A year ago my municipal water department in Portland, OR, offered a $100 rebate to anyone who replaced a conventional toilet with a WaterSense (EPA designation) qualified toilet. A review of my water bill encouraged me to give it a try. I’d heard that low-flow toilets don’ flush well. As someone — I’ll try to be discrete about this — who was a master of the plunger through frequent use, I didn’t want a toilet that would get clogged as much as my standard model. After some online research and a trip to a local green building supply store, I settled on a Toto Eco Drake, cheaper and more efficient than the previously reviewed Toto UltraMax.

The good news items: Water use is down through reduced flush waste. The SoftClose seat option has made a banging toilet seat a thing of the past. I haven’t used the plunger since I installed the toilet. The bad news item: I should have gotten the round seat, rather than the oval model I purchased. It isn’t as comfortable for extended-reading sessions.

Really, though, the flush mechanism on this toilet is amazing. It performs faster than the previous toilet I had, with less water and 100% reliability. Even if it used the same amount per handle press as my old toilet I’d be ahead; no more repeated flushes to finish a job. Yet it uses 1.28 Gal/flush and works the first time, every time. There are more expensive low-flow models available, but I’m quite pleased with the Eco Drake. The water savings are real and don’t have to come at the expense of flush performance.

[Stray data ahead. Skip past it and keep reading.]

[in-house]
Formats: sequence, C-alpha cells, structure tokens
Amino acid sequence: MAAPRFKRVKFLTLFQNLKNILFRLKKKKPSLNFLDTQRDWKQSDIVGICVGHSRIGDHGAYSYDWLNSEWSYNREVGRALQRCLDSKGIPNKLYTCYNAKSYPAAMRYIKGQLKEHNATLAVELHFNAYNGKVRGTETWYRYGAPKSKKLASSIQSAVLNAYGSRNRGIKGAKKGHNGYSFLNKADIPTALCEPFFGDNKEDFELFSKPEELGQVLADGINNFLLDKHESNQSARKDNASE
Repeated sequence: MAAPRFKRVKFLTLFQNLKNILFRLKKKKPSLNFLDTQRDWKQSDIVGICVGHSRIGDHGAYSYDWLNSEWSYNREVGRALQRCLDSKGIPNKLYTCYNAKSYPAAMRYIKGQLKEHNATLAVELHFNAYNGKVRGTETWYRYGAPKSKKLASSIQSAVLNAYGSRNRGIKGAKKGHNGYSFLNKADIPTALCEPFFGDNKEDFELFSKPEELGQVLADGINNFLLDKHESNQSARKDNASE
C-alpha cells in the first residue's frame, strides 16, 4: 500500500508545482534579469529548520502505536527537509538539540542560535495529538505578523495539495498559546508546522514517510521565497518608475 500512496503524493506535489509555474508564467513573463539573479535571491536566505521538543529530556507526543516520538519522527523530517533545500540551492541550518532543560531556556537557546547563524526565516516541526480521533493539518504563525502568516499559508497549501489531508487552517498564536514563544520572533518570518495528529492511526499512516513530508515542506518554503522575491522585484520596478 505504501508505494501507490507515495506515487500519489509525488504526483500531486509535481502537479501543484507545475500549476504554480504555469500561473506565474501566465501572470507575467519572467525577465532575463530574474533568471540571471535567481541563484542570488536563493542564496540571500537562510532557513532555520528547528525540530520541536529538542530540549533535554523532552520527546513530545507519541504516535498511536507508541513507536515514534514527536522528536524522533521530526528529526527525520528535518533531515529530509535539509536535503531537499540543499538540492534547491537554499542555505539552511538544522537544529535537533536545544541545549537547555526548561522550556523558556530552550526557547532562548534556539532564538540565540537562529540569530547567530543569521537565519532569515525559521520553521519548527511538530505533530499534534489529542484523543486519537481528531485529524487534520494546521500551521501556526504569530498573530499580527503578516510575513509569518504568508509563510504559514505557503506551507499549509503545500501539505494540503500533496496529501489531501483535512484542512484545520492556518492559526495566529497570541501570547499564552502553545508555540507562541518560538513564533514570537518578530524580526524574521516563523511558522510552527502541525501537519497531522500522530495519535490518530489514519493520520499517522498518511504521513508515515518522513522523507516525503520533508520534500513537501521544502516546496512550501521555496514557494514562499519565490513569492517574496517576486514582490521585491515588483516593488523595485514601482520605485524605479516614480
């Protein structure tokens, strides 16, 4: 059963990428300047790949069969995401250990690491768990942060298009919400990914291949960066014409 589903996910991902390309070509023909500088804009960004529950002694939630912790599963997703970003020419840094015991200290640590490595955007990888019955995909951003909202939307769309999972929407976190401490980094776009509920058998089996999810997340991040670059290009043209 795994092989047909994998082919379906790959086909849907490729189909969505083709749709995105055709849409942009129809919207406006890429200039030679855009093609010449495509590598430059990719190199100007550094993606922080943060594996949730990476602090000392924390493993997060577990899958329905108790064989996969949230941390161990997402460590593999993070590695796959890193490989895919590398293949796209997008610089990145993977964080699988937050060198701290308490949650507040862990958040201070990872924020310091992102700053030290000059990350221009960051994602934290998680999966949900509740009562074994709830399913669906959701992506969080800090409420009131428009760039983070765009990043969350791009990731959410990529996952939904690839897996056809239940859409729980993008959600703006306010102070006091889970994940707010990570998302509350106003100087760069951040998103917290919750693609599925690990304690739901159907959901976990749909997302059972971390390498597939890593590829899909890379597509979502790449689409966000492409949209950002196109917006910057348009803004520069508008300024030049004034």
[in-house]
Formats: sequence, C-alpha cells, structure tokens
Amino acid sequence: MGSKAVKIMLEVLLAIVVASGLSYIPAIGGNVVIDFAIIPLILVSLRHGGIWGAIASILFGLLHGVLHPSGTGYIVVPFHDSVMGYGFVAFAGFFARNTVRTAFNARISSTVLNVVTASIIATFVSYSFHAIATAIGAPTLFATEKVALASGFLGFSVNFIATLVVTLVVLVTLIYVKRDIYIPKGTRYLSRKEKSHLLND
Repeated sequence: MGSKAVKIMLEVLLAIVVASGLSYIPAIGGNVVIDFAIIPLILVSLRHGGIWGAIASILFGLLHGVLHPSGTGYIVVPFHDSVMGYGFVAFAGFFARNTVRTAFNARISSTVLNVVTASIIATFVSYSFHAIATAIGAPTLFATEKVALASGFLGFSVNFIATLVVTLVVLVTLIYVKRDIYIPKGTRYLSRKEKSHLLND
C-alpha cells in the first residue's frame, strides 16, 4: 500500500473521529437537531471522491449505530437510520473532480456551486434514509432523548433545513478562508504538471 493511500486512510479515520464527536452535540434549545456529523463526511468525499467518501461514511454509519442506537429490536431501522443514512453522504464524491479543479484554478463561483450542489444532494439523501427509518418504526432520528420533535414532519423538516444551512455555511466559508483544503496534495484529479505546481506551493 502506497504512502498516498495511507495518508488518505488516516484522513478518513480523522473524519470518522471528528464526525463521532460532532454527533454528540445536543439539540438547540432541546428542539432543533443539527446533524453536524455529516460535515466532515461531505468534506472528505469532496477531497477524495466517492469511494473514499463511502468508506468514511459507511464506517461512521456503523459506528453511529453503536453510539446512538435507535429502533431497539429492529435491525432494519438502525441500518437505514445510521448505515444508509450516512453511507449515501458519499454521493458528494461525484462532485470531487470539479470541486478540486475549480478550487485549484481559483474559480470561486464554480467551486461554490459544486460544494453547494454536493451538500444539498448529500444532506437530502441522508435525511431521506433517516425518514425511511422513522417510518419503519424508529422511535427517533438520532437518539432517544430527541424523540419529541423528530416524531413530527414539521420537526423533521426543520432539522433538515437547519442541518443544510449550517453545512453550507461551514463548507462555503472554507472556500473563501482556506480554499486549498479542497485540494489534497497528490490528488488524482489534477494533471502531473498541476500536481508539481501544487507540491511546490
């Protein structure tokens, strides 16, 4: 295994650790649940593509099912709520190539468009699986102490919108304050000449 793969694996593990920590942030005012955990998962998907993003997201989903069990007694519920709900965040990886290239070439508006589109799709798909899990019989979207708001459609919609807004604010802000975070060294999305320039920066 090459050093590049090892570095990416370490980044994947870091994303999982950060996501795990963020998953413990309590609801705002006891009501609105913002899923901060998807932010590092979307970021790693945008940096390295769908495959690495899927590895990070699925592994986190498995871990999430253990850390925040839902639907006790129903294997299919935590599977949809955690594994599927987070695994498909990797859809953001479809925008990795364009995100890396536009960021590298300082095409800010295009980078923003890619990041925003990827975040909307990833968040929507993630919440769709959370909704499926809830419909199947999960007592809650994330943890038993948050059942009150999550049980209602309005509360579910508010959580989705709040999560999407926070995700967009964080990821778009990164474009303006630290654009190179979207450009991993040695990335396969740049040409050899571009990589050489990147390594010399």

-- Michael Rasmussen  

[Note: Those interested in learning about toilet performance should check out MaP Testing, a site dedicated to evaluating toilet flushing.--OH]

Toto Eco Drake Toilet 1.28 GPF

Available from Amazon

Manufactured by Toto

The Humanure Handbook